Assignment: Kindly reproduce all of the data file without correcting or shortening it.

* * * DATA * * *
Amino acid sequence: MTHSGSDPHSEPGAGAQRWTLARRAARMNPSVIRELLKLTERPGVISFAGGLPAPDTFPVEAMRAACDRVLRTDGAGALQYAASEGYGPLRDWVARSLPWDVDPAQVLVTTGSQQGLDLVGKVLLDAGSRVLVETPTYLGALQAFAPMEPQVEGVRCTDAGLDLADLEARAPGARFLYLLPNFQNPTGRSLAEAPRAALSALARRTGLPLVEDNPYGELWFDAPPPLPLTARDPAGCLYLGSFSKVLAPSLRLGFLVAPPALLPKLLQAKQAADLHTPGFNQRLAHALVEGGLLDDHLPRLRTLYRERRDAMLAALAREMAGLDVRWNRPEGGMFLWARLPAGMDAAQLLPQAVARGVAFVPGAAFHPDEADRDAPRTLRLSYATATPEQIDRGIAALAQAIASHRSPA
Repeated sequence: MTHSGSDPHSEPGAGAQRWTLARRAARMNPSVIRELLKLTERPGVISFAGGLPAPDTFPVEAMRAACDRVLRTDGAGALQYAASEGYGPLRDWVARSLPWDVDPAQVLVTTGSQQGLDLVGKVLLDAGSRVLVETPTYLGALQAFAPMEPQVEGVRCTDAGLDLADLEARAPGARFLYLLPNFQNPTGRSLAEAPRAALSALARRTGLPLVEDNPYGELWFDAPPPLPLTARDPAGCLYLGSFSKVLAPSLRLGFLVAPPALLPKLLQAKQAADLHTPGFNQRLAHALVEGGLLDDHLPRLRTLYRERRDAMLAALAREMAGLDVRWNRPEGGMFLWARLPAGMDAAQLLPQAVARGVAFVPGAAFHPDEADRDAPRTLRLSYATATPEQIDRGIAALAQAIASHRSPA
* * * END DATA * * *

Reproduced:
Amino acid sequence: MTHSGSDPHSEPGAGAQRWTLARRAARMNPSVIRELLKLTERPGVISFAGGLPAPDTFPVEAMRAACDRVLRTDGAGALQYAASEGYGPLRDWVARSLPWDVDPAQVLVTTGSQQGLDLVGKVLLDAGSRVLVETPTYLGALQAFAPMEPQVEGVRCTDAGLDLADLEARAPGARFLYLLPNFQNPTGRSLAEAPRAALSALARRTGLPLVEDNPYGELWFDAPPPLPLTARDPAGCLYLGSFSKVLAPSLRLGFLVAPPALLPKLLQAKQAADLHTPGFNQRLAHALVEGGLLDDHLPRLRTLYRERRDAMLAALAREMAGLDVRWNRPEGGMFLWARLPAGMDAAQLLPQAVARGVAFVPGAAFHPDEADRDAPRTLRLSYATATPEQIDRGIAALAQAIASHRSPA
Repeated sequence: MTHSGSDPHSEPGAGAQRWTLARRAARMNPSVIRELLKLTERPGVISFAGGLPAPDTFPVEAMRAACDRVLRTDGAGALQYAASEGYGPLRDWVARSLPWDVDPAQVLVTTGSQQGLDLVGKVLLDAGSRVLVETPTYLGALQAFAPMEPQVEGVRCTDAGLDLADLEARAPGARFLYLLPNFQNPTGRSLAEAPRAALSALARRTGLPLVEDNPYGELWFDAPPPLPLTARDPAGCLYLGSFSKVLAPSLRLGFLVAPPALLPKLLQAKQAADLHTPGFNQRLAHALVEGGLLDDHLPRLRTLYRERRDAMLAALAREMAGLDVRWNRPEGGMFLWARLPAGMDAAQLLPQAVARGVAFVPGAAFHPDEADRDAPRTLRLSYATATPEQIDRGIAALAQAIASHRSPA